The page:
Welcome back to part 2 of the 10 books that will stay with me. If you missed part 1 (which explains more about what this list is), you can catch that here.
Now let’s get into the books 6-10 that will stay with me.
- My Name is Asher Lev by Chaim Potok. I don’t remember much about when I read this book. I know it was at some point in high school, but its haunting tone, images, and message has stayed with me for what has now been more than a decade. I learned a lot about independence from this book, and going against the grain. That is a lesson I have tried to remember and take to heart ever since.
- Great Expectations by Charles Dickens. This is on the list for one very specific reason: it was the first real classic I ever read by myself and it taught me that I could. I could read them, even though they had always felt unapproachable before. It taught me that classics were accessible to me and that I could understand them.
- Daughter of the Forest by Juliet Marillier. This is one that comes slightly out of left field, I suppose, in comparison with the other books listed. I’ve included it because of what it showed me fantasy could be. I had never really thought the genre could have beautiful writing. I didn’t think fantasy and literary writing could mix, until I read this book. It also taught me more than just about any other book I can think of about writing, as well as creating a world, characters, and high stakes.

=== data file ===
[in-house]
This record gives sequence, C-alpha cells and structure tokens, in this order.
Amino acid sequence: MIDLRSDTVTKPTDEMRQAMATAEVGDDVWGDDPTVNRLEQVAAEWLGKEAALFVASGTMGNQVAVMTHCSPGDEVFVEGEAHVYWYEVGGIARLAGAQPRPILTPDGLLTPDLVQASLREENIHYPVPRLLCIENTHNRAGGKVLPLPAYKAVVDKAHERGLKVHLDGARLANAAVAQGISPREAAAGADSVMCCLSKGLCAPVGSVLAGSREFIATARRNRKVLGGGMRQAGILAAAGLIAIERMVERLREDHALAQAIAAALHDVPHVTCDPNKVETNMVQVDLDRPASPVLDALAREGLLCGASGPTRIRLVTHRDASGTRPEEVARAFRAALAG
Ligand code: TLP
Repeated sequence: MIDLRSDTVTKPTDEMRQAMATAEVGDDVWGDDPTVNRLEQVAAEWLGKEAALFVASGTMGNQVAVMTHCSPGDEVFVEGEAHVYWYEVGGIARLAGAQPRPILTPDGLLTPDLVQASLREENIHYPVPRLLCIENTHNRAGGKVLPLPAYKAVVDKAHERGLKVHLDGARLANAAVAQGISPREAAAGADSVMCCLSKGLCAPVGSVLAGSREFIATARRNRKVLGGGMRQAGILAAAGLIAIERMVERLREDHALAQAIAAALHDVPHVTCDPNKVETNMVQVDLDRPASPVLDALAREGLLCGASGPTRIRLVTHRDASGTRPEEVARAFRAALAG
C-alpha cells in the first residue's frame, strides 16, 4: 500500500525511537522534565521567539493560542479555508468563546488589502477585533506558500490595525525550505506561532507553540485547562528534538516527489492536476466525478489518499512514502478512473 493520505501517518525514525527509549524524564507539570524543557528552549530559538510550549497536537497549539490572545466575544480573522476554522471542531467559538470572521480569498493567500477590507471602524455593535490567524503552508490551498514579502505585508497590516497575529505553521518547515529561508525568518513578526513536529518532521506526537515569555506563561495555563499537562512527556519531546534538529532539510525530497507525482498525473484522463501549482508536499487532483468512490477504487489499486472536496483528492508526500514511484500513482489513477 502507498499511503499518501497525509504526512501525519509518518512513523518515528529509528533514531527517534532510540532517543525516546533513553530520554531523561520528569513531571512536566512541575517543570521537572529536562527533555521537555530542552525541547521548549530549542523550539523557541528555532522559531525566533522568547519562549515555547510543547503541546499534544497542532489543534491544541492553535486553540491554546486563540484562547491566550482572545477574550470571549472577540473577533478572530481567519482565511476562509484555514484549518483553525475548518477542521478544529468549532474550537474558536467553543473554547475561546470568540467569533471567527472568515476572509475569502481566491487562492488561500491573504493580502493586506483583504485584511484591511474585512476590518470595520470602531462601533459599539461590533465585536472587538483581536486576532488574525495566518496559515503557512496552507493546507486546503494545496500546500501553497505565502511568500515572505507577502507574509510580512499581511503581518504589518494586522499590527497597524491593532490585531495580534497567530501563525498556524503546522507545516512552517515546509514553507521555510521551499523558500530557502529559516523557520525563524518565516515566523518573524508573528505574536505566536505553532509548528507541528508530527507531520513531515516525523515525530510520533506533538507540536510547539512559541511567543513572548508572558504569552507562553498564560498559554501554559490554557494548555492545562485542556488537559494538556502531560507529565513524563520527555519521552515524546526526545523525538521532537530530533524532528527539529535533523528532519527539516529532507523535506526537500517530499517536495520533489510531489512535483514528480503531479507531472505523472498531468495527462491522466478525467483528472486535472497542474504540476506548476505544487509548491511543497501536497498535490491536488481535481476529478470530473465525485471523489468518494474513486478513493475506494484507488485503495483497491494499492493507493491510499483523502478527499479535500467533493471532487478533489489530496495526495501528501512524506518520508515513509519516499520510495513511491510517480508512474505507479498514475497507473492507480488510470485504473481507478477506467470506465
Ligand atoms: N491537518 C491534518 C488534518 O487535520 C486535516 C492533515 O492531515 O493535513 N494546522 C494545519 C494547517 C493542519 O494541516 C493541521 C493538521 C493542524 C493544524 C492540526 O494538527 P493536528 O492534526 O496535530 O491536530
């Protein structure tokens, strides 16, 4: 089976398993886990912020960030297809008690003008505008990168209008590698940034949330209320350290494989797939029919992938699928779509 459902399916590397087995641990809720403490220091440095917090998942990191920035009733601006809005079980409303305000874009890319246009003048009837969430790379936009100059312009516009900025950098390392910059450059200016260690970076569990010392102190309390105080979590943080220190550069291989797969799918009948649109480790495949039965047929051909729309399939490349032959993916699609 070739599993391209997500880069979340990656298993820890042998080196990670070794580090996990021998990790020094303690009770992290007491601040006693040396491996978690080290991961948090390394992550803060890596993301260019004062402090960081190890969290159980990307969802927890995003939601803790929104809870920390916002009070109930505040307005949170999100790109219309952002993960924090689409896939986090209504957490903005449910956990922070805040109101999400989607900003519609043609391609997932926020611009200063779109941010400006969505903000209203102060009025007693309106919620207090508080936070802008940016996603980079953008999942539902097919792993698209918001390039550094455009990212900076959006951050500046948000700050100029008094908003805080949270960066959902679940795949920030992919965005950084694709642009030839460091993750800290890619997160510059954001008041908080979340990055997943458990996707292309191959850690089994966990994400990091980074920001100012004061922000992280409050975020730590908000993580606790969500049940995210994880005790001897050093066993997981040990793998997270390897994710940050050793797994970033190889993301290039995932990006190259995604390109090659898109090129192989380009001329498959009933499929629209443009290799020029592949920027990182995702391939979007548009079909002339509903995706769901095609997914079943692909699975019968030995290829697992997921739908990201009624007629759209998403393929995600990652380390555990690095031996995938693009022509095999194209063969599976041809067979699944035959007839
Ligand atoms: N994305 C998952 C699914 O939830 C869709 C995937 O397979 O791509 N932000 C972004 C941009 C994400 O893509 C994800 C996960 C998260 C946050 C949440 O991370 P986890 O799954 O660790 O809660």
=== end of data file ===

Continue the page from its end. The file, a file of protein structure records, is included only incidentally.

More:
- The Book Thief by Markus Zusak. When pressed to select a single favorite book of all time, I have often cited this one. I was head over heels from the moment I read this book (shortly after it came out, if memory serves correctly). I loved the originality of having Death as the narrator, and the lyrical style of the writing took my breath away. I was devastated at the losses near the end of the book but definitely admired Zusak for carrying it out. The idea that it’s about a girl who loves words, and about the power of words, also has no small part to play in why this book is so incredibly special to me.
- Doomsday Book by Connie Willis. Connie Willis has proved to be a hit-and-miss author for me (although in fairness, I have only read a small handful of her books), but I had to include this one. The scope and the intensity are what stands out to me with Doomsday Book. I raced through it, desperate to find out what happens to these characters–all of which are brilliant–and by the time I closed the book, the first word that went through my head was “unforgettable.”
And, because who cares about rules, I have to include one honorary mention: Midwinterblood by Marcus Sedgwick. This is another book that really challenged my notion of what a book can do. The ingenuity and creativity behind it astounded me and when I finished it, I was in complete awe of what Sedgwick had done.
It takes a lot for a book to be considered life-changing or profound enough stay with me for years or even decades.
Those are the ones that make the cut.